My reading of Bell is that he showed that hidden variable models (hvm) can't reproduce the predictions of quantum theory, and that even though it can be done if the two wings of the experiment are allowed to communicate ftl, Bell's Theorem doesn't imply ftl communication which is ruled out because of a lack of evidence for it, and because it's contradicted by accepted theory.

So what we're left with is the same lack of a deep understanding of light as before Bell's Theorem and associated works.

This is not to disparage Bell's Theorem, which is fascinating.

6. Nov 11, 2017

### Zafa Pi

The OP made a vague suggestion of how to replicate the correlations of entangled entities via local hidden variables. @PeterDonis, @DrChinese, and @zonde were attempting to help relieve him of this folly, so yes, not much new understanding there. And you're right Bell doesn't imply ftl.
However, there are accepted interpretations that assume ftl phenomena to "explain" Bell that are compatible with standard physics.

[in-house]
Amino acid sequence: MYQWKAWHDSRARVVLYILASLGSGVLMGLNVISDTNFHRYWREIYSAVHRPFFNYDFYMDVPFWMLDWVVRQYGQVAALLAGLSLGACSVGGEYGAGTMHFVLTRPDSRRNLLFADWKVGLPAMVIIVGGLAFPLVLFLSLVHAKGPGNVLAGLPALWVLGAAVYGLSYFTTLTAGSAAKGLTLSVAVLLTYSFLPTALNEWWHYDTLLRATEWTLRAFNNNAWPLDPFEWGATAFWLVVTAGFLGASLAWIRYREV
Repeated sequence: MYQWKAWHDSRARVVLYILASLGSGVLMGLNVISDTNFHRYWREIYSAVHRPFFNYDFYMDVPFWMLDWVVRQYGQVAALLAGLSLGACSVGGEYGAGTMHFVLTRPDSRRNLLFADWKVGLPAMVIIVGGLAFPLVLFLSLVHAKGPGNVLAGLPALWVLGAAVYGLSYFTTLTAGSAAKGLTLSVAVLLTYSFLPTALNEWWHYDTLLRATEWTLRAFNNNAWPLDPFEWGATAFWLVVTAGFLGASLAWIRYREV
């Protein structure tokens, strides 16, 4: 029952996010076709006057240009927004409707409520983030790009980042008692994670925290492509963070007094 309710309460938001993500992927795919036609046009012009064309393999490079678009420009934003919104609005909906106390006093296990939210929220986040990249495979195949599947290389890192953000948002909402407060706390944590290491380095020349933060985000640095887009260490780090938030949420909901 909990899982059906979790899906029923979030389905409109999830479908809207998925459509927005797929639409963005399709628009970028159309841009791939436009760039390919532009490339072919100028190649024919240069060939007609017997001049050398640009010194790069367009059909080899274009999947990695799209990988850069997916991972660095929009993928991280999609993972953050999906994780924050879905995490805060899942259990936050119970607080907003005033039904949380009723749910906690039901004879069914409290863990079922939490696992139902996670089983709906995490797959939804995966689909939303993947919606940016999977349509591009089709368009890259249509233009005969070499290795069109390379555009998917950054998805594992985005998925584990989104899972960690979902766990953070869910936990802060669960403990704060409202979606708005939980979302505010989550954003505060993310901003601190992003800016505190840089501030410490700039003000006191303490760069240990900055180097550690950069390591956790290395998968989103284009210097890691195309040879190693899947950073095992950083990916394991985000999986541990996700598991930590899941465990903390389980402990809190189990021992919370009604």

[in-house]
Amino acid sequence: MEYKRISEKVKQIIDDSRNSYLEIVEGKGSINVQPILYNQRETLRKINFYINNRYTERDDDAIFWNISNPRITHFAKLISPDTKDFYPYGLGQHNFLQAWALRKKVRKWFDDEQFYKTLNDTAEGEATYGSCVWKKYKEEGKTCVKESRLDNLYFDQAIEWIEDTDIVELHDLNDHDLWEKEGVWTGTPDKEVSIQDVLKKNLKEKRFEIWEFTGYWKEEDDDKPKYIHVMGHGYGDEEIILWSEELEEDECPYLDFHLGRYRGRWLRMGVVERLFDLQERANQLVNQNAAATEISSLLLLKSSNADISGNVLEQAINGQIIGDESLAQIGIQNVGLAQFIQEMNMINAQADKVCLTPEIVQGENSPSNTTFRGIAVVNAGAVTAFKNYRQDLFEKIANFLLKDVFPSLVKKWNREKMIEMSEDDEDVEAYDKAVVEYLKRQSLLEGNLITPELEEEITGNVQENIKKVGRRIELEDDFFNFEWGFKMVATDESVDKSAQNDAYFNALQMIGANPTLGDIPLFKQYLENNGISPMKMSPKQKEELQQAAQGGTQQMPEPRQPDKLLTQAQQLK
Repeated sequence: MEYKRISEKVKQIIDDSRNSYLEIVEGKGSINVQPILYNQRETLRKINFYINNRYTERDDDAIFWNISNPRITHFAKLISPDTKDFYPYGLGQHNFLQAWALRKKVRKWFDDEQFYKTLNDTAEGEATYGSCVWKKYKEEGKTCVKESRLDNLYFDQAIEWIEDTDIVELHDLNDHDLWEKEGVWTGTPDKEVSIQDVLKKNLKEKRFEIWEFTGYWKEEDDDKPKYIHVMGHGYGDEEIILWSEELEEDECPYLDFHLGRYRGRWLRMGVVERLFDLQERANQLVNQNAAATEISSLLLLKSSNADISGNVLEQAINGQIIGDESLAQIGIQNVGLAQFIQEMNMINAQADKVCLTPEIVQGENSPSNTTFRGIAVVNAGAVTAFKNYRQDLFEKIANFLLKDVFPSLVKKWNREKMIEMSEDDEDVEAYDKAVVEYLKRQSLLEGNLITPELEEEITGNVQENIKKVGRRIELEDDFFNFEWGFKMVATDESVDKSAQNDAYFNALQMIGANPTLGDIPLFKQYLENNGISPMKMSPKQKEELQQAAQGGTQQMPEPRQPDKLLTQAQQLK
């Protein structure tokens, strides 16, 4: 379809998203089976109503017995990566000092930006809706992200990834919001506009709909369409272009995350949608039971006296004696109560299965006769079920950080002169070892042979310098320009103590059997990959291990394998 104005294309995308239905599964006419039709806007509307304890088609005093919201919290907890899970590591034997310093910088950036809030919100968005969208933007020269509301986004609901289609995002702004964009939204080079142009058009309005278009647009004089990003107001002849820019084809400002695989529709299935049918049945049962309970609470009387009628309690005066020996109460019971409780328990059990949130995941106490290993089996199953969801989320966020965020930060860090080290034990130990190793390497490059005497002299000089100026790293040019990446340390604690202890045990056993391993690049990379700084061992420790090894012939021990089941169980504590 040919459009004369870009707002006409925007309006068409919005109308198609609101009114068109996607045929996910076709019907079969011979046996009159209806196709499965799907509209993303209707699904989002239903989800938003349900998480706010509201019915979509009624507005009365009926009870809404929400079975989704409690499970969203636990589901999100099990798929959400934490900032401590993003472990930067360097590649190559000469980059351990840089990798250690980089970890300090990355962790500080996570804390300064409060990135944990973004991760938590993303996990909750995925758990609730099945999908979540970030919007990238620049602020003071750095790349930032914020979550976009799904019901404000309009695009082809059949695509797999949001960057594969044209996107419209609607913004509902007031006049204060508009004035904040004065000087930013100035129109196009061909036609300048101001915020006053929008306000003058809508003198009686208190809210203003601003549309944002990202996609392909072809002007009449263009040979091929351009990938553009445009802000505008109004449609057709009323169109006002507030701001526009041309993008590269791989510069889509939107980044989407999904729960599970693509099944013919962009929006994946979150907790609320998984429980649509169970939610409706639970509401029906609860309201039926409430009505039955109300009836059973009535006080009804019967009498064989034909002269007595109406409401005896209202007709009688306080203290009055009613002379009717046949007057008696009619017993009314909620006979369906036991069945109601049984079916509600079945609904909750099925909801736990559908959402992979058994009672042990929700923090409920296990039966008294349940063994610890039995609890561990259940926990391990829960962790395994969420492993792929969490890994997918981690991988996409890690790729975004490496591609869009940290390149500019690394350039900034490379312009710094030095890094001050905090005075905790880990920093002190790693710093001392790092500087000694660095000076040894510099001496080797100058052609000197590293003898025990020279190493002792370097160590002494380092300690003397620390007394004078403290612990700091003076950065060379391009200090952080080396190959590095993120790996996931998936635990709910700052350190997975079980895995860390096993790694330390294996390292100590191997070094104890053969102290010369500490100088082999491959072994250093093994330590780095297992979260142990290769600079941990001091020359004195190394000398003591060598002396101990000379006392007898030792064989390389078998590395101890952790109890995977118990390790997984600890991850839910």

Yet indeed, light is a mystery, but so is gravity and why there is a universe, and ...

7. Nov 11, 2017

### entropy1

My reasoning is (often) thus: the correlation depends on the relative angle of the both detectors, and as such must have some sort of nonlocality.

8. Nov 11, 2017

### vanhees71

Hm, I'd say light is far from being a mystery but being among the best understood phenomena (with QED). You are right, gravitation is still a mystery in the sense that there's not yet a consistent quantum theory of the gravitational interaction.

9. Nov 11, 2017

### Zafa Pi

Can you prove ER = EPR (wormholes) is wrong?

10. Nov 11, 2017

### entropy1

I'm not familiar with that. Is that local?

Of course there is the option to drop realism.

Last edited: Nov 11, 2017
11. Nov 11, 2017

### Zafa Pi

Mystery is certainly not a well defined term, but Feynman (well acquainted with QED) continually thought photons were a mystery. He claimed the double slit phenomena an ultimate mystery.